South Korea, UAE vow to bolster ties amid controversy over secret military pacts
Published : Jan 9, 2018 - 16:12
Updated : Jan 9, 2018 - 18:38
“I hope our relationship will become something between brothers,” said President Moon Jae-in during a meeting with Khaldoon Khalifa al-Mubarak, chairman of the Executive Affairs Authority of Abu Dhabi, at the Blue House on Tuesday.
According to Cheong Wa Dae spokesperson Park Soo-hyun, al-Mubarak relayed a letter from Abu Dhabi Crown Prince Mohammed bin Zayed Al Nahyan and invited Moon to visit one of the nuclear reactors South Korea is constructing in the UAE. Moon accepted the offer, Cheong Wa Dae said.
The two countries also agreed to open high-level dialogues on military and diplomacy issues between the two countries’ defense and foreign ministries.
The meeting came just hours after al-Mubarak’s meeting with presidential chief of staff Im Jong-seok, whose visit to the UAE in December sparked controversy over whether the trip was aimed at resolving bilateral disputes concerning a secret military pact signed during the Lee Myung-bak administration.
Khaldoon Khalifa al-Mubarak of Abu Dhabi, left, chief of Abu Dhabi’s Organization & Administration Department, smiles for the camera with Presidential Chief of Staff Im Jong-seok after their meeting in Seoul Tuesday. (Yonhap)
The controversy further escalated after former Defense Minister Kim Tae-young revealed that the two countries had signed a secret military pact mandating South Korea dispatch its troops to the UAE in the event of a contingency.
Kim, who served from 2009 to 2010 during the Lee Myung-bak administration, acknowledged that the Lee administration had promised military support to the UAE in exchange for the export of four nuclear reactors.
“It was basically about having South Korean troops come to the UAE when it was in military trouble,” Kim said in an interview with local daily JoongAng Ilbo. “During peacetime, it was about helping with UAE’s military training and weapons management.”
The Lee administration signed four military pacts with the UAE after South Korea was awarded a contract to construct four nuclear reactors in 2009. The pacts were neither ratified by the National Assembly nor revealed to the public until late 2010. Details of the pacts remain classified.
Kim’s revelation sparked criticism that the Lee administration should have sought parliamentary approval before signing the pacts, as those documents carry the risk of involving South Korea in conflicts in the Middle East, particularly those between Sunni and Shi’ite Muslims.
The UAE is among the Sunni nations that feel threatened by the increased regional influence of Shi’ite-led Iran, one of South Korea’s main sources of crude oil.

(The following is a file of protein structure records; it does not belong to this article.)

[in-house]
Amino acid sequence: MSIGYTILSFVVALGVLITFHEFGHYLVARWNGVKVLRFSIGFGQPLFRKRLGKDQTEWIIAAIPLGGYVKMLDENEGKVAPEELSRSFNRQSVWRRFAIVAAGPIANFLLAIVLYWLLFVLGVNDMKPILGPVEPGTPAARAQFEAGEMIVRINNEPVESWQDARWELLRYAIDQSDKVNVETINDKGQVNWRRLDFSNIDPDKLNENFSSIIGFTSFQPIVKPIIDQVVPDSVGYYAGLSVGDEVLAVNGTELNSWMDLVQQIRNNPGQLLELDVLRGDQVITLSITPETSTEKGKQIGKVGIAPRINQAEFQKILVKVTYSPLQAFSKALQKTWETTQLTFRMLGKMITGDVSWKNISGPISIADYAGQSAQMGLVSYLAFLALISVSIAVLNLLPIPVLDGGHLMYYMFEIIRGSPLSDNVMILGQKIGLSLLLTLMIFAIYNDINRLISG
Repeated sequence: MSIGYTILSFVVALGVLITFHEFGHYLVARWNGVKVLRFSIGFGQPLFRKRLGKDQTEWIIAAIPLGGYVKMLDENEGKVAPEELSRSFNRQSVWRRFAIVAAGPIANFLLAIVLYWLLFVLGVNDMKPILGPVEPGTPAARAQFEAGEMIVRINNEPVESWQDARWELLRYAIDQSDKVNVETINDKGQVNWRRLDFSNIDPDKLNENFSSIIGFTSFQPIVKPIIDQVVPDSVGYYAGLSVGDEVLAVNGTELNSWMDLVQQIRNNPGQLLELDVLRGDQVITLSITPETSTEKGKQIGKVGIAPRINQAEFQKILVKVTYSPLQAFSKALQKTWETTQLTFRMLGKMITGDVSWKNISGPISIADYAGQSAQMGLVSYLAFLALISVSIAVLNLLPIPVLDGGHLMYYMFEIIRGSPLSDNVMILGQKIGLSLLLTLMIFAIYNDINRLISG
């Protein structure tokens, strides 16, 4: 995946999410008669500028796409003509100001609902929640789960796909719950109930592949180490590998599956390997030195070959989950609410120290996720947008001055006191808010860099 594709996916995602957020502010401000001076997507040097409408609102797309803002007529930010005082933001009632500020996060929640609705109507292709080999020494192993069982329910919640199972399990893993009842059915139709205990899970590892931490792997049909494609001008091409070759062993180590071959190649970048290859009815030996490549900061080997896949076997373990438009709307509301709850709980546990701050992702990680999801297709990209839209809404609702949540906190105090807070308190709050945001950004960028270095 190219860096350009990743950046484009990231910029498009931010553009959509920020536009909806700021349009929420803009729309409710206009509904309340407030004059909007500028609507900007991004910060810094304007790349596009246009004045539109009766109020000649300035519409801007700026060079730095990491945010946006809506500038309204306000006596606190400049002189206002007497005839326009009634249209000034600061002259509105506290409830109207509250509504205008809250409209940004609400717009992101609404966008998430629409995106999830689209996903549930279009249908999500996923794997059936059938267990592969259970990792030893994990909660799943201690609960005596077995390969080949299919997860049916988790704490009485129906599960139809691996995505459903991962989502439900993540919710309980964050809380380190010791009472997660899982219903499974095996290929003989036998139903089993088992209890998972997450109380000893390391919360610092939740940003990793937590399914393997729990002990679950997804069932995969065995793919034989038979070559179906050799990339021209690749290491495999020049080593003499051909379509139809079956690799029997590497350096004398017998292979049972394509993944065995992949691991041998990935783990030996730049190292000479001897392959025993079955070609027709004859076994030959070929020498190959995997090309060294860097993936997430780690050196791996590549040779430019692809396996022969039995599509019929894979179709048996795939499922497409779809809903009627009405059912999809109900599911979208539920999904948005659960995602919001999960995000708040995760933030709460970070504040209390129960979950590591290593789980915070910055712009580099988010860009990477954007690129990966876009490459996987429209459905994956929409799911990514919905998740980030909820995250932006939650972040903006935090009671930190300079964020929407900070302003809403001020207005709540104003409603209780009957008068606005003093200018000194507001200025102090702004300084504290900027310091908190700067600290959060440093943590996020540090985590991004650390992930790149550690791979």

Asked why the Lee administration chose not to pursue parliamentary ratification, former Defense Minister Kim said the government decided to shelve the process until South Korea faced a situation where it had to send troops to the UAE.
“Let’s put it this way. We decided to become close with the UAE -- as close as between brothers -- and help them when they are in trouble. But if we were really in a situation where we were going to send our troops to the UAE, we couldn’t send them without parliamentary approval.”
The controversy shows no sign of abating as liberal lawmakers criticized the previous Lee administration for signing controversial military agreements behind the scenes without consideration of diplomatic repercussions.
Rep. Kim Jong-dae of minor opposition Justice Party said that the agreement was tantamount to the “mutual defense treaty” between South Korea and the US and that Seoul’s Special Forces dispatched there would become a “trip wire” that forces Seoul into military conflicts.
In return for winning a contract for four nuclear reactors, the Lee administration dispatched in 2011 a 130-strong Special Forces unit, named Ahk, to help train local troops in anti-terrorism as well as to conduct joint drills.
“(The Lee administration) was trying to become a brother country without telling the people” Kim said in an interview with a local broadcaster Tuesday. “I think it was the first time in history that we agreed to sign a mutual protection agreement to protect another country.”
The United States is the only country with which South Korea has signed a mutual defense treaty. The agreement was signed in October 1953, months after the signing of the armistice agreement that brought a halt to the 1950-1953 Korean War.
By Yeo Jun-suk (email@example.com)
Jan 9, 2018